Participating in the COP26 UN Climate Change Conference in Glasgow on November 1-2, Ukrainian President Volodymyr Zelenskiy presented new emission reduction goals and warned of “two eco-bombs in the centre of Europe: the occupied Crimea and part of the Ukrainian Donbas.”
“The Crimean peninsula with its unique flora and fauna has become a naval base of the Russian Federation. And in parts of Donbas, there [is] flooding of mines, soil degradation, [and a] lack of drinking water. And all this takes place now. This is a common threat to the whole world. In our time, disaster, no matter where it happens, affects everyone,” the President said during a speech at the conference.
By 2030, Ukraine plans to reduce greenhouse gas emissions by 65% and to achieve climate neutrality by 2060. Agreed upon in July after months of heated discussions, this new goal corresponds to a stabilization or a slight reduction in greenhouse gas emissions compared to now.
The Ukrainian leader also mentioned the ongoing gas crunch in his speech, stressing that the implementation of the Paris Agreement is under threat — the gas shortage has led to a significant increase in prices, which forces countries to use coal.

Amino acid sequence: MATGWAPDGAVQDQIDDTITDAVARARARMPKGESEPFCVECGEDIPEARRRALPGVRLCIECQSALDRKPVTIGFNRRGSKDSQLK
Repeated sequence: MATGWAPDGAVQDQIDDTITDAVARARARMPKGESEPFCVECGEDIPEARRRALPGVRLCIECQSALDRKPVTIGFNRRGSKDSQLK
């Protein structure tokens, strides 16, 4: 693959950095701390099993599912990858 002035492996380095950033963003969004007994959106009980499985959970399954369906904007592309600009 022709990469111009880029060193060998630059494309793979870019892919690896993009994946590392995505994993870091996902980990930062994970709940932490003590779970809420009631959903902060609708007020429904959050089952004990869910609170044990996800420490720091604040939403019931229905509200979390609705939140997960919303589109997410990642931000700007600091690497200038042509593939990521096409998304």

Zelenskiy’s speech was delayed by a meeting with US Secretary of State Anthony Blinken, where they discussed the “security situation in Donbas.” On the sidelines of the conference, the Ukrainian president also met with several other leaders in Glasgow, including the UK’s Boris Johnson, Canada’s Justin Trudeau, Germany’s Angela Merkel, and NATO Secretary-General Jens Stoltenberg.
Ukraine ranks fourth among the 45 signatories of the UN Framework Convention in terms of emission reductions. Still, it faces problems linked to climate change, mainly extreme weather events, like wildfires, heatwaves, and droughts (see BMB Ukraine’s September report from Kherson). Ukraine’s greenhouse emissions have decreased drastically since 1990 — by comparison, they were 62.4% lower in 2019, but this is primarily due to the decline of the industrial sector and repeated economic crises.
Meanwhile, environmental activists are calling for “more ambitious actions.”The goals presented “[do] not offer anything radically new, and most of the proposed measures are already spelled out in other strategic state documents,” Ecoaction, one of Ukraine’s main environmental NGOs, declared. “Most of the funds needed to implement these climate policies should be available, and the main challenge (the political one, particularly) will be to direct them in the right direction, rather than maintaining the status quo.”